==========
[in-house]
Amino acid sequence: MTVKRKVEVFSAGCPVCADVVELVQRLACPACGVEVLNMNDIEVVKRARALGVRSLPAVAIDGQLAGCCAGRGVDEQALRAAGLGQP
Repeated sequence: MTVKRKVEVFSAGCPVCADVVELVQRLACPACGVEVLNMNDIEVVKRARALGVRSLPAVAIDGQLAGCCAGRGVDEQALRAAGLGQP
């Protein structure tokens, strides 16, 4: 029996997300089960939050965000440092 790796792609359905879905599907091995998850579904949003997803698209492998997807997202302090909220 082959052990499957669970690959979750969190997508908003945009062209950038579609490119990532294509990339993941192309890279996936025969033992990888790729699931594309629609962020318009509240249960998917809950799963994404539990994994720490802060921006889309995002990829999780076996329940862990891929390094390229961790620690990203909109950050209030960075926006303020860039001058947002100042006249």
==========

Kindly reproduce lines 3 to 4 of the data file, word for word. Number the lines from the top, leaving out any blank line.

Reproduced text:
Repeated sequence: MTVKRKVEVFSAGCPVCADVVELVQRLACPACGVEVLNMNDIEVVKRARALGVRSLPAVAIDGQLAGCCAGRGVDEQALRAAGLGQP
């Protein structure tokens, strides 16, 4: 029996997300089960939050965000440092 790796792609359905879905599907091995998850579904949003997803698209492998997807997202302090909220 082959052990499957669970690959979750969190997508908003945009062209950038579609490119990532294509990339993941192309890279996936025969033992990888790729699931594309629609962020318009509240249960998917809950799963994404539990994994720490802060921006889309995002990829999780076996329940862990891929390094390229961790620690990203909109950050209030960075926006303020860039001058947002100042006249």